Validation Of History

Discussion in 'Baptist History' started by tyndale1946, Feb 17, 2003.

  1. tyndale1946

    tyndale1946
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    If you all don't know by now I love to read The Complete Works Of Josephus and will often compare his historical secular writings with scripture... Only from an historical standpoint.

    I don't look at the writings of Josephus as inspired but I do view it as history. Can we say that those things that Josephus wrote about really happened?... What do we use as our measuring stick... And can we or can we not use the Bible?... What other sources can we use to validate the writings of Josephus or is Josephus the reference that others should measure from?

    Since Josephus wrote from the time of Christ and his disciples doesn't this pose a problem as his writings are strictly historical secular and maybe chroniciled to save his own hide... As some have implied.

    To go into Brother Jeffs ballpark... What if during the Civil War one person wrote about the whole thing. It was passed down by generation to generation up until our time... Would anyone believe the writings of one man?... If there was no one there to validate it and say... Here there was a battle... and here... and here... and here... and here... and what happened at each and every battle and who was involved... Better yet eyewitnesses to what happened. we also had pictures and letters and Civil War artifacts and the places it happened. We have proof positive! [​IMG]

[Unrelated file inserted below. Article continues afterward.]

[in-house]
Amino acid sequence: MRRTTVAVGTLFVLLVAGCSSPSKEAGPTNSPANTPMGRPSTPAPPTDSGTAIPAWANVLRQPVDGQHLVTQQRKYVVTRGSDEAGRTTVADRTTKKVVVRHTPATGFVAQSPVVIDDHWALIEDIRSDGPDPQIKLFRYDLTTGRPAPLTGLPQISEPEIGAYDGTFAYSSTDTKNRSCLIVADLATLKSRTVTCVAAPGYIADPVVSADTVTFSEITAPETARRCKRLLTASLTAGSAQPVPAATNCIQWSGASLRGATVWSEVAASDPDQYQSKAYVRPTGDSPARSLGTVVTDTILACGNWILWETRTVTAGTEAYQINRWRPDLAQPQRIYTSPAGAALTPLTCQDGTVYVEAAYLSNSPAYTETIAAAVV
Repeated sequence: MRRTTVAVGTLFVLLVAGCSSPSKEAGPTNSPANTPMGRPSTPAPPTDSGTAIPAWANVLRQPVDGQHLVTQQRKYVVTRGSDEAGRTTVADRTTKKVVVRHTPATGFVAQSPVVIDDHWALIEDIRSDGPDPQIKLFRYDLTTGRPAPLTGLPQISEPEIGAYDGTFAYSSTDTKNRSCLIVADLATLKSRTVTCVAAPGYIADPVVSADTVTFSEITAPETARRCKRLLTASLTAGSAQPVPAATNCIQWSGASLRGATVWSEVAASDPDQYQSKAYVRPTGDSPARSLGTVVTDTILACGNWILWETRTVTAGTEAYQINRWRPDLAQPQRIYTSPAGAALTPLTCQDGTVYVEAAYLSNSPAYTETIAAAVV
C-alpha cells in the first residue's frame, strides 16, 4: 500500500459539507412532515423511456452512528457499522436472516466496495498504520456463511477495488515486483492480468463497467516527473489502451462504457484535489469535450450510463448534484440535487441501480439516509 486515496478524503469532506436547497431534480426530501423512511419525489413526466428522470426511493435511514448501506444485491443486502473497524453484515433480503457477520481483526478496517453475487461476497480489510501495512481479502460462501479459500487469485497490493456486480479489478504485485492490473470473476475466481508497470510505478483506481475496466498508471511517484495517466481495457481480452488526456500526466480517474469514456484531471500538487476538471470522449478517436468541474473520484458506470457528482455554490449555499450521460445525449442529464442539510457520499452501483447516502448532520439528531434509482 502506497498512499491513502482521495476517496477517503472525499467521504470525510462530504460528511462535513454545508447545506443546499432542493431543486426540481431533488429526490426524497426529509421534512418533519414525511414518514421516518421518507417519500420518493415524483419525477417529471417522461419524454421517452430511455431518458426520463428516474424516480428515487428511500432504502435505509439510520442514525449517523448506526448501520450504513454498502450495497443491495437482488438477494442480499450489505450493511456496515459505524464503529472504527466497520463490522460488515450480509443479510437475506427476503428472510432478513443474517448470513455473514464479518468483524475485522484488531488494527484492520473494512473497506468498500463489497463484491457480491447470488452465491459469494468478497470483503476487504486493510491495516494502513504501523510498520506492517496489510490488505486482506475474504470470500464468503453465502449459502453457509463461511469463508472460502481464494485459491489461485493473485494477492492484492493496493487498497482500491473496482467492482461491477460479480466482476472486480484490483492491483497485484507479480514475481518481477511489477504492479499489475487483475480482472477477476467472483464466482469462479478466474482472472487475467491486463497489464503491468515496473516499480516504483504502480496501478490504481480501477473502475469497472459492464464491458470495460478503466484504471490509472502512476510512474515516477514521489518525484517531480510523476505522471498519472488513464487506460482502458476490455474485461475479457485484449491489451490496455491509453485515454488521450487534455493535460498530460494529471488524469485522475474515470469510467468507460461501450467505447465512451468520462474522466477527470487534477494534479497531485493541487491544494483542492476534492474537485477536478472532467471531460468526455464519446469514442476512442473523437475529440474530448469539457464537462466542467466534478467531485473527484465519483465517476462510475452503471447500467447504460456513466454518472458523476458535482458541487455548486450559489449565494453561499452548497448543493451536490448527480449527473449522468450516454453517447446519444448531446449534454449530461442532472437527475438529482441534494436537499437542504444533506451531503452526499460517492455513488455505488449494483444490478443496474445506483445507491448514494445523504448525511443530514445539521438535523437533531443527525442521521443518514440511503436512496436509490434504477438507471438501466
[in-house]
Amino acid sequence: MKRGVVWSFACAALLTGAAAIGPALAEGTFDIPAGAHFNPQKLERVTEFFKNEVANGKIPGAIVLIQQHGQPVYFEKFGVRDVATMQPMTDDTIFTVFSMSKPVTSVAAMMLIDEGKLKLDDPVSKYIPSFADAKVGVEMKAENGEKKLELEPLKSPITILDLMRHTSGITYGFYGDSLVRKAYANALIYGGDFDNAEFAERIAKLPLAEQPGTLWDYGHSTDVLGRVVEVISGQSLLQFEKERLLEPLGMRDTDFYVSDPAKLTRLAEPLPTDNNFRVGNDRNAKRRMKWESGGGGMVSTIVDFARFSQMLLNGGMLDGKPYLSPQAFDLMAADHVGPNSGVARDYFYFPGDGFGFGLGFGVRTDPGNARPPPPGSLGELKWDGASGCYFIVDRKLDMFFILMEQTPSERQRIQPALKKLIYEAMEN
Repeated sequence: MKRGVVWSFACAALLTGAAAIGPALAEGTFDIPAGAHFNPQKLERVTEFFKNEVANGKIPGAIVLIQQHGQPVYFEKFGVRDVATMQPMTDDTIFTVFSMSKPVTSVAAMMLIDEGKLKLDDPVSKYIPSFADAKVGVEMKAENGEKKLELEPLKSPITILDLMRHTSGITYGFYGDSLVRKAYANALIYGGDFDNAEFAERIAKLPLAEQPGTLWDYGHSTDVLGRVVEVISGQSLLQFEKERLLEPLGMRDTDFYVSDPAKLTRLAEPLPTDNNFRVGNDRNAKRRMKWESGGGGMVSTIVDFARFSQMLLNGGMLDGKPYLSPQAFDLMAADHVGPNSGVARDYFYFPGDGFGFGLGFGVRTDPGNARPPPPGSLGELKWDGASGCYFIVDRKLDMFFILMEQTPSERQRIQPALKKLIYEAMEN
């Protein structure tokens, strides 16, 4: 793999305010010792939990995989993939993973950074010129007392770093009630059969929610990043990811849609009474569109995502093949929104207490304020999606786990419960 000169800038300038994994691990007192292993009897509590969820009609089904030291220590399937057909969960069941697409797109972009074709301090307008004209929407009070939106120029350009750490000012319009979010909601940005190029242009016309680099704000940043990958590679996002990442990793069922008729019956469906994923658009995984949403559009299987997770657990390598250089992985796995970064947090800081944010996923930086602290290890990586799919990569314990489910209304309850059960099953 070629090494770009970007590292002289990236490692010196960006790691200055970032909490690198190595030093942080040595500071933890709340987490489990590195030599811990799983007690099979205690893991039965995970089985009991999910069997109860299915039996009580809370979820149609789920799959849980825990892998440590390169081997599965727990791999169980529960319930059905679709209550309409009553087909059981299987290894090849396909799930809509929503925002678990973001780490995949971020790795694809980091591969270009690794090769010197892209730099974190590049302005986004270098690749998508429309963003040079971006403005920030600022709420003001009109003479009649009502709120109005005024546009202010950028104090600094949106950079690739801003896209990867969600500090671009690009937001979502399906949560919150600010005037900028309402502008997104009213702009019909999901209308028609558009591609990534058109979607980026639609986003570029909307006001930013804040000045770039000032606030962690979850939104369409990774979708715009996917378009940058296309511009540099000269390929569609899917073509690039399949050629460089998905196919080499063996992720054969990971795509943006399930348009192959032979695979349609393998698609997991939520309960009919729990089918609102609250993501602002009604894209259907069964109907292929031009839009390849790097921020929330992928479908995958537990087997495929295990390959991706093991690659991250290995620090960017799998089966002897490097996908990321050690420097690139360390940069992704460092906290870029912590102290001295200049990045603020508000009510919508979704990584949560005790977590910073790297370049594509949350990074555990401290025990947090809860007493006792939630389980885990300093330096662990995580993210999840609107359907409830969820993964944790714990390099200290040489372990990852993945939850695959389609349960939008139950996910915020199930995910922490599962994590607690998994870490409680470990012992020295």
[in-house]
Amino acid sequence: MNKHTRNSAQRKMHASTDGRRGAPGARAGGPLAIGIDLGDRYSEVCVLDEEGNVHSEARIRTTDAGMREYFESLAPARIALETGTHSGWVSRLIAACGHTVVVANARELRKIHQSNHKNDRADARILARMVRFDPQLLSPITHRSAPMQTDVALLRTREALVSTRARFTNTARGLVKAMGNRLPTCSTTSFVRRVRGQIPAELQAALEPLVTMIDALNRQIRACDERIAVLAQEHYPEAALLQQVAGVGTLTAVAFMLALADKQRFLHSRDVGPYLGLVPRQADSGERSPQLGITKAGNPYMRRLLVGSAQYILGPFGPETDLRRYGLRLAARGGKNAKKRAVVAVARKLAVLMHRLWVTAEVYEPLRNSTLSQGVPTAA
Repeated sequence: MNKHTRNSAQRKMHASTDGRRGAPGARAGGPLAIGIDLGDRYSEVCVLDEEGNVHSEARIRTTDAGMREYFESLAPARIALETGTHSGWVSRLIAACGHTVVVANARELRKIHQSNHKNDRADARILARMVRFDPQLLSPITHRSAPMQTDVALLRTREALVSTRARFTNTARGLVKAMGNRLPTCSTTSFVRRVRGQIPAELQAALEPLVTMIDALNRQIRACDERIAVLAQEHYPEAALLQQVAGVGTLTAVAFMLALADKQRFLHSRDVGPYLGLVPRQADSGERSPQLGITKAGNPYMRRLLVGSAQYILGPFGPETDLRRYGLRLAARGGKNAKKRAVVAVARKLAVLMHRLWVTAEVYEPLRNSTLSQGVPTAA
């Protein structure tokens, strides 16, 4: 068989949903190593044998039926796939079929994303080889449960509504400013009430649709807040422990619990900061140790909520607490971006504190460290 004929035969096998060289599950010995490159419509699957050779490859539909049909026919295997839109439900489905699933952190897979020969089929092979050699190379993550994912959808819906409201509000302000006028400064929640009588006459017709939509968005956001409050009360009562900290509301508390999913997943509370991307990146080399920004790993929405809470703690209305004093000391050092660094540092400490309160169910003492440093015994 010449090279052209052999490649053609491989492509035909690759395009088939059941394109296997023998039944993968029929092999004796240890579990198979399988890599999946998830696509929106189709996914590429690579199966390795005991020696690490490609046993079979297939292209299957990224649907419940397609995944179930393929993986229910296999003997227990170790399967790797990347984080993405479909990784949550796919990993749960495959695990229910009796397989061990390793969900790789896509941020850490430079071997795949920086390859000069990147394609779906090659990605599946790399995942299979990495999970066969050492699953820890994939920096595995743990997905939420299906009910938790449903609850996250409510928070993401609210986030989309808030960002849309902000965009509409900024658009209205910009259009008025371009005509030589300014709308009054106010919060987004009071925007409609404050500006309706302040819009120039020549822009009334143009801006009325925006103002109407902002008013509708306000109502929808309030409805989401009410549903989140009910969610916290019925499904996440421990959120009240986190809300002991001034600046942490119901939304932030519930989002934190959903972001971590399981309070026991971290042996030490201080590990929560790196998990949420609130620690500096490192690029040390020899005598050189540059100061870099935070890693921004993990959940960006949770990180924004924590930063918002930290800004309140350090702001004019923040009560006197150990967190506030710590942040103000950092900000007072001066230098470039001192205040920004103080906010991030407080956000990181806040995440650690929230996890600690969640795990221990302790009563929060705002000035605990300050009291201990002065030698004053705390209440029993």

That being said how do you prove that, that is only penned down for future generations and there are no validators to the history because the time span is to great? :confused: Some may say that is not true that is what he penned down and you know men do lie. What he wrote was not to benefit anyone but him. Then where are the validators to any mans history?... If it is more than just his personal history and him not being of historical importance none is needed... Only for him and his family geneology... But if it is of historical importance for mankind and his place in it then validation of history is needed and the search for truth must be persued whereever it leads... Brother Glen [​IMG]